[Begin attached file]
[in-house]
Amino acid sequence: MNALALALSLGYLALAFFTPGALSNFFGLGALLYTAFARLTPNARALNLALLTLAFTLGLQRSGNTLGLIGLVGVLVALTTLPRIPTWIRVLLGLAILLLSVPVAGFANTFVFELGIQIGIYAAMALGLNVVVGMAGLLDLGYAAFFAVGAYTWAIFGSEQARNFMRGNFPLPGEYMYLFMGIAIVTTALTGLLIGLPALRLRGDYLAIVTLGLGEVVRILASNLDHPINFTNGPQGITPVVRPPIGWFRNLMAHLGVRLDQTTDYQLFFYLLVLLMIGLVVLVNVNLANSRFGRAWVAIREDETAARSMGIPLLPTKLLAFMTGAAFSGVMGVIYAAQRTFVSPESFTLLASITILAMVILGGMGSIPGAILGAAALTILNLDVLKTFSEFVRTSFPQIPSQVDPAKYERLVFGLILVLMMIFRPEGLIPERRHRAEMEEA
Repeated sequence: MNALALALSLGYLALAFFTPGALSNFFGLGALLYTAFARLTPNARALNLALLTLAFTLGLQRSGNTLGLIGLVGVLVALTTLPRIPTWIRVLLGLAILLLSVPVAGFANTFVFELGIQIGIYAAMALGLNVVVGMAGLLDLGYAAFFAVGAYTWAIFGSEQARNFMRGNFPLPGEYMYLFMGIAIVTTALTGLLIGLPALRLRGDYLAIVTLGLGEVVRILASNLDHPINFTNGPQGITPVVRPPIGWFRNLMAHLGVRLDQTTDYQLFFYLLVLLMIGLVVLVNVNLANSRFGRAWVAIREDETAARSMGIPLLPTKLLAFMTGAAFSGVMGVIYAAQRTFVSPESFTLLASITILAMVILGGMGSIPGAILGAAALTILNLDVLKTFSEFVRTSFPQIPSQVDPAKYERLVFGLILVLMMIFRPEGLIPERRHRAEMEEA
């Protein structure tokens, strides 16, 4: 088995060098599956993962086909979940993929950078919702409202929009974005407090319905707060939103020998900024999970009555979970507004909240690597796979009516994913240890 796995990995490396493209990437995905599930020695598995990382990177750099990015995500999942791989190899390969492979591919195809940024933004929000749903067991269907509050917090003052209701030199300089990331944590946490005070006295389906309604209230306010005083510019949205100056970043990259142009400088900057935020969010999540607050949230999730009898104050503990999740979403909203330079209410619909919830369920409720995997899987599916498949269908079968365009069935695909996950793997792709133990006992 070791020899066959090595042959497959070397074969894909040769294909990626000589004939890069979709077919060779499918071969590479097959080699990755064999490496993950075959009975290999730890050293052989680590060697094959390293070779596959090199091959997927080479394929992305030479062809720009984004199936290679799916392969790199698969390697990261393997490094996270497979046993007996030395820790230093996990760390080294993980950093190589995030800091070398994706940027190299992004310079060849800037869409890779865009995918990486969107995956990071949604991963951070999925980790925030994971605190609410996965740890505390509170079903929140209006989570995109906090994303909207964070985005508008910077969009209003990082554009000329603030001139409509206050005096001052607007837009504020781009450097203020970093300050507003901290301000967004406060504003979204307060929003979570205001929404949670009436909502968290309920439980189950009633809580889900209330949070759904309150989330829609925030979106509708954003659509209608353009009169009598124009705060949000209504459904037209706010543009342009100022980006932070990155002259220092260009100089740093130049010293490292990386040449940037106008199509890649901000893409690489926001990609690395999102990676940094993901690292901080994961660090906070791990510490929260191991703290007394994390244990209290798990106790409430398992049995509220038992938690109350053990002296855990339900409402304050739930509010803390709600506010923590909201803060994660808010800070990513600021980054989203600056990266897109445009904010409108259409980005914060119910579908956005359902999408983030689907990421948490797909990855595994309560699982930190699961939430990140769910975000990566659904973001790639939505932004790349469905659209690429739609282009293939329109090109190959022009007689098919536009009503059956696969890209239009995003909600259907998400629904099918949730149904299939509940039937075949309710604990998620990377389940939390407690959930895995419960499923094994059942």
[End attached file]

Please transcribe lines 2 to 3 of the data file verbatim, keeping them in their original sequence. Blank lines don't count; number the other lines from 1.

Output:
Amino acid sequence: MNALALALSLGYLALAFFTPGALSNFFGLGALLYTAFARLTPNARALNLALLTLAFTLGLQRSGNTLGLIGLVGVLVALTTLPRIPTWIRVLLGLAILLLSVPVAGFANTFVFELGIQIGIYAAMALGLNVVVGMAGLLDLGYAAFFAVGAYTWAIFGSEQARNFMRGNFPLPGEYMYLFMGIAIVTTALTGLLIGLPALRLRGDYLAIVTLGLGEVVRILASNLDHPINFTNGPQGITPVVRPPIGWFRNLMAHLGVRLDQTTDYQLFFYLLVLLMIGLVVLVNVNLANSRFGRAWVAIREDETAARSMGIPLLPTKLLAFMTGAAFSGVMGVIYAAQRTFVSPESFTLLASITILAMVILGGMGSIPGAILGAAALTILNLDVLKTFSEFVRTSFPQIPSQVDPAKYERLVFGLILVLMMIFRPEGLIPERRHRAEMEEA
Repeated sequence: MNALALALSLGYLALAFFTPGALSNFFGLGALLYTAFARLTPNARALNLALLTLAFTLGLQRSGNTLGLIGLVGVLVALTTLPRIPTWIRVLLGLAILLLSVPVAGFANTFVFELGIQIGIYAAMALGLNVVVGMAGLLDLGYAAFFAVGAYTWAIFGSEQARNFMRGNFPLPGEYMYLFMGIAIVTTALTGLLIGLPALRLRGDYLAIVTLGLGEVVRILASNLDHPINFTNGPQGITPVVRPPIGWFRNLMAHLGVRLDQTTDYQLFFYLLVLLMIGLVVLVNVNLANSRFGRAWVAIREDETAARSMGIPLLPTKLLAFMTGAAFSGVMGVIYAAQRTFVSPESFTLLASITILAMVILGGMGSIPGAILGAAALTILNLDVLKTFSEFVRTSFPQIPSQVDPAKYERLVFGLILVLMMIFRPEGLIPERRHRAEMEEA